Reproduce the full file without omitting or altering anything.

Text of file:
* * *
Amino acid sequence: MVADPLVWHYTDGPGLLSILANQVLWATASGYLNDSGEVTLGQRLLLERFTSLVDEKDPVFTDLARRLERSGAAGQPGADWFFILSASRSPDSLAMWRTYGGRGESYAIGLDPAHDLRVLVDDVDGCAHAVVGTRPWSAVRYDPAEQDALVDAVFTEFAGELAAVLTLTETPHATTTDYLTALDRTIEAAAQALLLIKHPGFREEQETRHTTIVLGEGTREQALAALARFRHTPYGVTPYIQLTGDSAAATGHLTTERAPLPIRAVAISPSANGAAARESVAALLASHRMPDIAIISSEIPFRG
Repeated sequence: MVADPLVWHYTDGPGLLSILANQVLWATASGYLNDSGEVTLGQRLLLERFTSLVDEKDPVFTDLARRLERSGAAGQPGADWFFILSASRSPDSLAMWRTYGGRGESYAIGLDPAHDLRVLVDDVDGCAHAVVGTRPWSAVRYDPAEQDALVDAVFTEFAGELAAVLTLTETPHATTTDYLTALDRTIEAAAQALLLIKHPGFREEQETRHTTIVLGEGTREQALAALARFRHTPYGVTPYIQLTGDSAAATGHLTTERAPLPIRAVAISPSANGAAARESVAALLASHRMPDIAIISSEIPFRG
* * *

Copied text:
Amino acid sequence: MVADPLVWHYTDGPGLLSILANQVLWATASGYLNDSGEVTLGQRLLLERFTSLVDEKDPVFTDLARRLERSGAAGQPGADWFFILSASRSPDSLAMWRTYGGRGESYAIGLDPAHDLRVLVDDVDGCAHAVVGTRPWSAVRYDPAEQDALVDAVFTEFAGELAAVLTLTETPHATTTDYLTALDRTIEAAAQALLLIKHPGFREEQETRHTTIVLGEGTREQALAALARFRHTPYGVTPYIQLTGDSAAATGHLTTERAPLPIRAVAISPSANGAAARESVAALLASHRMPDIAIISSEIPFRG
Repeated sequence: MVADPLVWHYTDGPGLLSILANQVLWATASGYLNDSGEVTLGQRLLLERFTSLVDEKDPVFTDLARRLERSGAAGQPGADWFFILSASRSPDSLAMWRTYGGRGESYAIGLDPAHDLRVLVDDVDGCAHAVVGTRPWSAVRYDPAEQDALVDAVFTEFAGELAAVLTLTETPHATTTDYLTALDRTIEAAAQALLLIKHPGFREEQETRHTTIVLGEGTREQALAALARFRHTPYGVTPYIQLTGDSAAATGHLTTERAPLPIRAVAISPSANGAAARESVAALLASHRMPDIAIISSEIPFRG